For most adolescents becoming popular increases their risk of getting bullied, and worsens the consequences of being victimised.
A study by the University of California, Davis, suggests these students feel they have “farther to fall”.
“In contrast to stereotypes of wallflowers as the sole targets of peer aggression, adolescents who are relatively popular are also at high risk of harassment, the invisible victims of school-based aggression,” said Robert Faris, associate professor of sociology.
Females and physically or socially vulnerable youth are also victimised at a high rate, according to the study.
Girls who date are at increased risk of physical violence. Girls may pose particular threats to other female students’ social standing and represent potential rivals when it comes to securing a boyfriend.
For boys, girls who date represent rewarding, often popular and relatively easy targets who are unlikely to retaliate physically.
Students who have an aggressive friend tend to avoid being victimised. This may be further evidence that bullying is rarely an individual act but associated with how friends establish and maintain hierarchies by protecting their own, according to the researchers.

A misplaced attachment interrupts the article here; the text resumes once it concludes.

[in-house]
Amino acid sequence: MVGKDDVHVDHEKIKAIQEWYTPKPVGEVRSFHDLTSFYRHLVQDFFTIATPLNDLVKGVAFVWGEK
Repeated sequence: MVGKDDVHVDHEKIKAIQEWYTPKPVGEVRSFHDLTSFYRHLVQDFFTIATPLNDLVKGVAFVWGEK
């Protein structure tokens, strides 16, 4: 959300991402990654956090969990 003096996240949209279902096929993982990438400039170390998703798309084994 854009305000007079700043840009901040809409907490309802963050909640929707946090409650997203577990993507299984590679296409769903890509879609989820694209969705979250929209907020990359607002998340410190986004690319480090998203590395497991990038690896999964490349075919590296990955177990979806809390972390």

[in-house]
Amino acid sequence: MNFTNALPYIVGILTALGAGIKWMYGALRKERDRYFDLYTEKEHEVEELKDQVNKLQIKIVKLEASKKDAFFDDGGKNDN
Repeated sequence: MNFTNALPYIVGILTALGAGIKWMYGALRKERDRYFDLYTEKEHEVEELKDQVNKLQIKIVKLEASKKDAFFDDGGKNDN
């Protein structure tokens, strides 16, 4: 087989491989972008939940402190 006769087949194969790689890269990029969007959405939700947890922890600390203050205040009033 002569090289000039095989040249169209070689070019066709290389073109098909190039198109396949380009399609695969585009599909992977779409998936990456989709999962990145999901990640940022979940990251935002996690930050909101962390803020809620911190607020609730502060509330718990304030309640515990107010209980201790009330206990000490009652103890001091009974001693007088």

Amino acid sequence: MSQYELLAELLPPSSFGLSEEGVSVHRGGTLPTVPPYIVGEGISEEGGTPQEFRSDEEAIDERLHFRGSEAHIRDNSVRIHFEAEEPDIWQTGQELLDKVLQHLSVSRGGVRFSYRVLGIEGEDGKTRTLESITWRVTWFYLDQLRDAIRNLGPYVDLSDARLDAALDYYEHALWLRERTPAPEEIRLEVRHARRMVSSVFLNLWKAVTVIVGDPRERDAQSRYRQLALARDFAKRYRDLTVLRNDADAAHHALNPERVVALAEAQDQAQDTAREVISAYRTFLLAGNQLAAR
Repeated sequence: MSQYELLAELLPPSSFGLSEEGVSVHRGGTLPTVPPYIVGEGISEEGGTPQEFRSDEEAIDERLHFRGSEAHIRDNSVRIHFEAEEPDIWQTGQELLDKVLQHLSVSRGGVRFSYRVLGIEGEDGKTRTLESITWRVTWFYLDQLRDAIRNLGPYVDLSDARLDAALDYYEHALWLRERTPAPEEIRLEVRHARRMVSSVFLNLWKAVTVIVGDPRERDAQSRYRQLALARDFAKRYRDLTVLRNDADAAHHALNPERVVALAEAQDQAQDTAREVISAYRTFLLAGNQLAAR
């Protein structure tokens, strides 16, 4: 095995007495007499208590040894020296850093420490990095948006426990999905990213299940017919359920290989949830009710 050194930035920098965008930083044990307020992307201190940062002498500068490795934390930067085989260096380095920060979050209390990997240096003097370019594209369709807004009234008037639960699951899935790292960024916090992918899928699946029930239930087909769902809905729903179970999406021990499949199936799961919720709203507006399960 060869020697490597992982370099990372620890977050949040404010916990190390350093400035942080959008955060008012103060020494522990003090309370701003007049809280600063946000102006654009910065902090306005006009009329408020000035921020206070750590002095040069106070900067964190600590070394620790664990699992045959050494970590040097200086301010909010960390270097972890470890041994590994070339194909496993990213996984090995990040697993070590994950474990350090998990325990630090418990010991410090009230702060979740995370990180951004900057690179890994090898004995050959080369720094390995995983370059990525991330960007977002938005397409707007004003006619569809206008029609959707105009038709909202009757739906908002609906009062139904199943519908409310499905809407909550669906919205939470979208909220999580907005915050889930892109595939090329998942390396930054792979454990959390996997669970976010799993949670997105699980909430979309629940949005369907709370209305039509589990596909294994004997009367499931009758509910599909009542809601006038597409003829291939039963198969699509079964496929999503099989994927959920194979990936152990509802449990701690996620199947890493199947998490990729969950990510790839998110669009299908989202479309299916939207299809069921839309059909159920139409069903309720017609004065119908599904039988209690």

But most striking was the prevalence of relatively popular youth among the ranks of the victims.
The study found that the risk of being bullied increases as adolescents climb the social ladder up until they approach the very top, when the risk plummets.
The students at the top, about the 5% most popular kids in school, sit just above the fray, possibly because their extremely high status puts them out of reach of any rivals.
The results of the study are published in an article, Casualties of Social Combat: School Networks of Peer Victimisation and their Consequences, in the latest edition of the American Sociological Review.
The study looked at the social networks of 4,000 youths in three counties in North Carolina and from 19 schools enrolled in grades 8 to 10.
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